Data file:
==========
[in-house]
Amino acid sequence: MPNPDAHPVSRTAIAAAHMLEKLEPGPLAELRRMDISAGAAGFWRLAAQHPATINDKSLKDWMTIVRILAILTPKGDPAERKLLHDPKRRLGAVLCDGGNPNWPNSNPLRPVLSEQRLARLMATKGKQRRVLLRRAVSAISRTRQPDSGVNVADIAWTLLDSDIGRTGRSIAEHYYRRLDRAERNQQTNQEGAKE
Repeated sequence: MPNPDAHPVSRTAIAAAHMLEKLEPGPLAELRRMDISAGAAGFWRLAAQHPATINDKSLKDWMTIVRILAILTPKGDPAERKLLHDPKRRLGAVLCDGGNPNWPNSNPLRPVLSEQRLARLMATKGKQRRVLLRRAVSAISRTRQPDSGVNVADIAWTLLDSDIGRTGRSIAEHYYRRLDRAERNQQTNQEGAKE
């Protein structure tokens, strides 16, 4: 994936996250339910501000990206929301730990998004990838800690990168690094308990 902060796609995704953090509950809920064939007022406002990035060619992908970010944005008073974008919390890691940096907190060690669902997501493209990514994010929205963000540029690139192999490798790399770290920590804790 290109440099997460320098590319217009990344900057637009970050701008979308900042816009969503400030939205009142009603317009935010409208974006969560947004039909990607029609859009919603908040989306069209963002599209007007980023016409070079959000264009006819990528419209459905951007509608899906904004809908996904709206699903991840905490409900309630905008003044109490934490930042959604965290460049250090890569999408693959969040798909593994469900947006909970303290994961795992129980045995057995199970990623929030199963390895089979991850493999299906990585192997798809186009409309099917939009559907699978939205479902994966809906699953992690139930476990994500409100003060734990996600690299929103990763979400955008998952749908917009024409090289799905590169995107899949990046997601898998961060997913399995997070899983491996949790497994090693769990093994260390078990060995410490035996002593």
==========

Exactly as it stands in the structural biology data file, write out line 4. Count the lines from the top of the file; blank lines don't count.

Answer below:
């Protein structure tokens, strides 16, 4: 994936996250339910501000990206929301730990998004990838800690990168690094308990 902060796609995704953090509950809920064939007022406002990035060619992908970010944005008073974008919390890691940096907190060690669902997501493209990514994010929205963000540029690139192999490798790399770290920590804790 290109440099997460320098590319217009990344900057637009970050701008979308900042816009969503400030939205009142009603317009935010409208974006969560947004039909990607029609859009919603908040989306069209963002599209007007980023016409070079959000264009006819990528419209459905951007509608899906904004809908996904709206699903991840905490409900309630905008003044109490934490930042959604965290460049250090890569999408693959969040798909593994469900947006909970303290994961795992129980045995057995199970990623929030199963390895089979991850493999299906990585192997798809186009409309099917939009559907699978939205479902994966809906699953992690139930476990994500409100003060734990996600690299929103990763979400955008998952749908917009024409090289799905590169995107899949990046997601898998961060997913399995997070899983491996949790497994090693769990093994260390078990060995410490035996002593």